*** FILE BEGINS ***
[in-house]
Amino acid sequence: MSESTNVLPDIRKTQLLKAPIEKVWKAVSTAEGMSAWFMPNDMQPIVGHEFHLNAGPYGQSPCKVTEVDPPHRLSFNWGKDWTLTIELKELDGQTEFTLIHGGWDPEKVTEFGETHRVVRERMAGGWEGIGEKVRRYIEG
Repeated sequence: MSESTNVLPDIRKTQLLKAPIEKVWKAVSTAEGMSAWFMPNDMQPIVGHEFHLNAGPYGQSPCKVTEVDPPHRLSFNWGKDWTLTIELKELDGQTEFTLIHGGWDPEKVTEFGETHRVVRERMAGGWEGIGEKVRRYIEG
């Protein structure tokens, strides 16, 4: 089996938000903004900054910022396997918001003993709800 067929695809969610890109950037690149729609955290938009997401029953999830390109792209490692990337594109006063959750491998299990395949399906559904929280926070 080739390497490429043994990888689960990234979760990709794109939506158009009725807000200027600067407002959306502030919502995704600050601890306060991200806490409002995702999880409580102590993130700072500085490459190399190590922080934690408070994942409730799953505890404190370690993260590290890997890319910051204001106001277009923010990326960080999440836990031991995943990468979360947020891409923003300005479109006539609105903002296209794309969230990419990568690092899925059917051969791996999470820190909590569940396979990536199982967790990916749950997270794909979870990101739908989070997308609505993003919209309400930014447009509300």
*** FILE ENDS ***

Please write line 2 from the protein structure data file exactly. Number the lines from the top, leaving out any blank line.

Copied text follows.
Amino acid sequence: MSESTNVLPDIRKTQLLKAPIEKVWKAVSTAEGMSAWFMPNDMQPIVGHEFHLNAGPYGQSPCKVTEVDPPHRLSFNWGKDWTLTIELKELDGQTEFTLIHGGWDPEKVTEFGETHRVVRERMAGGWEGIGEKVRRYIEG